These can be done without a TRX as well, but holding onto the straps gives you additional support and ensures you’re isolating the glutes of the working leg. Holding onto the TRX strap, lunge backwards with one leg, bringing it to a 90 degree angle behind you. Then, bring the leg back up, raising your knee up until your waist, or higher if you’re super flexible. The brilliant idea is that you’re actually hitting two muscles at once by lunging back and then bringing the knee up. You’ll get more out of these if you go a little slower, so reduce your reps to 6-8 if you find them especially challenging. And, of course, don’t forget to do both legs.
4. Single Leg Bridges
Glute bridges are a classic butt lift exercise, and by raising one leg at a time, you can target your glute muscles even more by really focusing on each side. This also means that if both your butt cheeks aren’t sore AF tomorrow, you were totally working harder on one side. Lying on a mat, keep your hands at your sides and your knees bent out in front of you. Then, extend one leg as you lift your butt off the ground, squeezing your glutes and lifting your hips toward the ceiling. Think about pushing down with your left heel as you lift. Do 10 reps on one leg and then switch to the other.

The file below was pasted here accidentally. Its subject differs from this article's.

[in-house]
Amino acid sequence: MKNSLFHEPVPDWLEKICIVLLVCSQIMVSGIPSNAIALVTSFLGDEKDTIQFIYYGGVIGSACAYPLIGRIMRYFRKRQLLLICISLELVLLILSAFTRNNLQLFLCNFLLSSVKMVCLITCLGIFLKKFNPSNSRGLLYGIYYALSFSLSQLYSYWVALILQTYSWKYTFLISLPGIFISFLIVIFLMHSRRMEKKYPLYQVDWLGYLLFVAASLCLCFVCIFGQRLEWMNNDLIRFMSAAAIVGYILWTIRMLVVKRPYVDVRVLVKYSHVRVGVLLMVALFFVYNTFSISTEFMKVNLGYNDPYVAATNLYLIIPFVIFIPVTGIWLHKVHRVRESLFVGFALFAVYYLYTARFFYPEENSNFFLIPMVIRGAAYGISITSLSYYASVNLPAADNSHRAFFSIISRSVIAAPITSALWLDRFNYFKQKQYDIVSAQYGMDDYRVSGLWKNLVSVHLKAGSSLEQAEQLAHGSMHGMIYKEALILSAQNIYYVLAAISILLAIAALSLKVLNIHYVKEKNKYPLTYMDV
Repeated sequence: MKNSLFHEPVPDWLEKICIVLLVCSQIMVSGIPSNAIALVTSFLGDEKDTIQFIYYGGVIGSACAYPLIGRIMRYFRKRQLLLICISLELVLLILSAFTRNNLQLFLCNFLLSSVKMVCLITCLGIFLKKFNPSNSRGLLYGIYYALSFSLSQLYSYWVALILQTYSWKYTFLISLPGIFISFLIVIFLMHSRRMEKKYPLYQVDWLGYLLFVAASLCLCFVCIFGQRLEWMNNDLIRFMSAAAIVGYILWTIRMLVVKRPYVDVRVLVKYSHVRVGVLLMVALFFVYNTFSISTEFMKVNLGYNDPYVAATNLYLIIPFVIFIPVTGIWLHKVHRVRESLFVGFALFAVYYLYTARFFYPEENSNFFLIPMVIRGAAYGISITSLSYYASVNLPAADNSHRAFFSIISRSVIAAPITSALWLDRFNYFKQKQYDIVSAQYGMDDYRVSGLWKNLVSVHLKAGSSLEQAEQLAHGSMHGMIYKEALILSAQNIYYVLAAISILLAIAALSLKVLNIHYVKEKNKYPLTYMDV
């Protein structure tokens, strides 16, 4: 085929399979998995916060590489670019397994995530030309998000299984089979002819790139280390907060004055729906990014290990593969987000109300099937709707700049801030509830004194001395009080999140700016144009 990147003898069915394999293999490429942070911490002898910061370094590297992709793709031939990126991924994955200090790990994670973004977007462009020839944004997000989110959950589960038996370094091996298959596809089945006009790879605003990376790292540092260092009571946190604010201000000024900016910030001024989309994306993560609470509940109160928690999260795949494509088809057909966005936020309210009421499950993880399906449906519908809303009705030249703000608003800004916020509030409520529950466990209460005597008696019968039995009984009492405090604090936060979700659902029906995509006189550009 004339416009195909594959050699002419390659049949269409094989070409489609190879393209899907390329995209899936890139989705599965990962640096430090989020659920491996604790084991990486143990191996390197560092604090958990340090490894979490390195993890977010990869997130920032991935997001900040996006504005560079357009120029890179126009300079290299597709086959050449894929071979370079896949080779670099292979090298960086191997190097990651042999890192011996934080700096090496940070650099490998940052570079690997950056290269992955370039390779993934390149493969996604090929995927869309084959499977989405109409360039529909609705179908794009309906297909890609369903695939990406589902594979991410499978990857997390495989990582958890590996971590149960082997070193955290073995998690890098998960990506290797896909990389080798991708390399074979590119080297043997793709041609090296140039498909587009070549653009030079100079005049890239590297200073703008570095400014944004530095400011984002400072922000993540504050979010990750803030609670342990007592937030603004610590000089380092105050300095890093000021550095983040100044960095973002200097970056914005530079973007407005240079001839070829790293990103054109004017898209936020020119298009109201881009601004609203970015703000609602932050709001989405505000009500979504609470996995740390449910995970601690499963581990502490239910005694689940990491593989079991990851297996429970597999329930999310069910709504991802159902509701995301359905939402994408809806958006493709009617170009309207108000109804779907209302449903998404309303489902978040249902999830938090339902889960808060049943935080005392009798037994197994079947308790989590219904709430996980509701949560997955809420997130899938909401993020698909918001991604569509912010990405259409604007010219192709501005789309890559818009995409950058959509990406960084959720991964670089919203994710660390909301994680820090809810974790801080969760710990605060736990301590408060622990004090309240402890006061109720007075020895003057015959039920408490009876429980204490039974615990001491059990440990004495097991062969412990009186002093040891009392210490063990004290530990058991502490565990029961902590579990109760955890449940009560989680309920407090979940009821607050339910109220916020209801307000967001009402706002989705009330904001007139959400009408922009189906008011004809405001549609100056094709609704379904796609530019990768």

5. Jump Squats
Jump squats are a plyometric movement, so they’re different than the slower reps you’ve been doing so far, but it’s been scientifically proven that you’ll get a better butt lift by combining high rep and low rep movements together in one workout. AKA, we’re obviously doing these even though they suck. Jump squats are exactly what they sound like, and you won’t need any weight for this move. Start in a bodyweight squat, keeping your chest high and your knees behind your ankles. Then, jump up explosively, straightening out your legs at the top, and landing back in your squat position. Your rep count doesn’t matter as much here, so try to just keep jumping for 30 seconds without rest.